Introduction: Pilelow - Pillows From Recycled PET Bottles
After finalizing my first year as a product design student, I look back at all the projects I've realized. Projects that where only made for school and projects that where only build for Instructables, for the DIY community.
Last month I decided to participate in my first design competition. This design contest, only for students, is held by OVAM, which is a part of the Belgian government.
And now, I bring Pilelow to the Instructables-community!
Step 1: Things You Need for This Instructable:
- PET Bottles (a lot)
- 2 pieces of rectangular fabric (I used some thin sheets of plastic, so that you'll see the inside of the pillow)
- sewing machine
- 2 wood screws
- 6 or more washers
- a small piece of wood
- the small knife of a pencil sharpener
- a knife or cutter
- a workbench vise
- a pair of pliers
Step 2: Create the Filling - Part I
To create the filling for the pillows we'll be using PET bottles and we'll transform them into multiple strings.
To do so, we'll make this little 'PET-string-maker'.
This little tool consists of 2 wood screws, 6 washers, a small knife (I used one from an old pencil sharpener) and a small piece of wood. Divide the washers equally over the two screws, then put the knife of the pencil sharpener (UPSIDE DOWN) between the washers as seen in photo two.
If you want thicker strings of PET, just add more washers under the knife of the pencil sharpener or remove some if you want thinner strings of PET.
Step 3: Create the Filling - Part II
Now, we'll transform the PET-bottles to strings. Make sure that you clamp your 'PET-string-maker' in a workbench vise as this will make all the work a lot easier.
Start by cleaning your bottles with some water and remove any of the branding labels on the outside. Cut off the bottom and start cutting the bottle. I always use my right hand to pull the string and my left hand to hold the bottle in a vertical position. It may come in handy to use a pair of pliers to pull the string as the string tends to get stuck between the wood and the knife.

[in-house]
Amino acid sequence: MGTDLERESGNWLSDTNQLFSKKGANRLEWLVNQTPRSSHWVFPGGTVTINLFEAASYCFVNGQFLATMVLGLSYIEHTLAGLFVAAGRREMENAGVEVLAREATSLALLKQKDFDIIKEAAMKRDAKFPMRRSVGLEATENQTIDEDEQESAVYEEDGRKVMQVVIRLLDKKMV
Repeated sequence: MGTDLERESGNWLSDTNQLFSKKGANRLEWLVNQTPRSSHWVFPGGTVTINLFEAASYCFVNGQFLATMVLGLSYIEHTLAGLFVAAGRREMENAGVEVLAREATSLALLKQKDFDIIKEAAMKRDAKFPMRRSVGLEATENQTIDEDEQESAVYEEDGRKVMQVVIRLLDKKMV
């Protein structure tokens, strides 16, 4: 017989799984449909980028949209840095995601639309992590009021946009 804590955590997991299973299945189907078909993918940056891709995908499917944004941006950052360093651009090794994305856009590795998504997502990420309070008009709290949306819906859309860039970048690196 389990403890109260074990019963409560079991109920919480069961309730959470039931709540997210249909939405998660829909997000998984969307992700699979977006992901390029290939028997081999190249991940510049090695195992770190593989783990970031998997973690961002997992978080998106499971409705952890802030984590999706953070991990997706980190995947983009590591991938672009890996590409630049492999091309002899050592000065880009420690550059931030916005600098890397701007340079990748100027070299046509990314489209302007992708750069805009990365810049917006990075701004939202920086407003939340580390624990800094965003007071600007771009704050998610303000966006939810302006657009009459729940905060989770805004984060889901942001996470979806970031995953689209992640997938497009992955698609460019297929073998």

In the last photo, you'll see that you can get a variety of strings by using different bottles.
Step 4: Designing the Pillow
There are two designs (at this time), as seen on the cover photo. The left one, a more normal, square(-ish) pillow and another more experimental, tetrahedron pillow. I'll demonstrate how to make the tetrahedron in the following steps as this is the hardest one to make.
Step 5: Making the Pillow: Part I
Start by laying two rectangular pieces of your chosen fabric on top of each other.
To make the start of your sew-line, I always stitch for 2 centimeters using the short straight pattern (pattern 1 on the sewing machine) followed by a reverse stitch of 1 centimeter, still using the short straight pattern. Then I switch to the short triangle pattern (pattern 4 on the sewing machine) for the remaining 1 centimeter of my starting sew-line. Finally I switch to the medium triangle pattern (pattern 5 on the sewing machine) for most of the sewing work. I do like this pattern and this is the strongest stitch when I'm using the plastic sheets for the pillow.
When you need to stitch a corner, stop sewing when your needle is still in the fabric. Lift the sewing-foot of the machine and turn your fabric in a 90 degree angle. Drop down the sewing-foot and continue to sew.
Make sure that you stitch exactly like in the small drawing. That means leaving open a small space on top (we'll later use this to fill the pillow) and leaving open the entire bottom (we'll close this in the next step).
To end the sewing-line, I tend to do the same steps as when starting a new sewing-line just in the reverse order.
*I do like to cut off the remaining of the plastic as seen in the last few photo's to get a cleaner result*
Step 6: Making the Pillow: Part II
Now we'll sew the bottom of the pillow. In order to get the tetrahedron form, you'll have to align the previous made stitches on top of each other as seen in the first two photo's. When perfectly aligned, sew them together.
Step 7: Filling the Pillow
Before we fill the pillow, you have to turn the pillow inside out. You can do this easily by putting your hand through the space we've left open before and then pull the corners one by one through. By doing this you already get a glimpse of the final form (see photo 4).
Now you can fill the pillow by putting the strings through the open space in the pillow. Make sure that you don't rip open your previous stitches as I did (see the last 2 photos).
It's very difficult to tell how much bottles you need for one pillow. That all depends on how big the dimensions are of the two rectangular pieces of fabric. This is a project that I've been working on for over a year now and I always keep my PET bottles/strings in those big blue IKEA bags...
Step 8: Closing the Pillow
Closing the pillow is rather easy. You can hand stitch it (photo 1) or sew it with your sewing-machine. Either way, you won't see much of the way you closed it when you display your pillow.
Step 9: The Square(-ish) Variant
In order to make a more traditional pillow, align the two pieces of rectangular fabric on top of each other and sew them together in a continuous sew (as seen in the photo - RED LINE). Then again, put the inside out, fill it with the PET strings an close the pillow!
Step 10: The End?
Congratulations! You made your very own pillow from PET-bottles. In case you might want to throw the pillow away, don't forget to recycle the PET strings!!! The bottom and cap that we didn't use in this project are still recyclable.
I hope you enjoyed this Instructable!
As always, questions or remarks?
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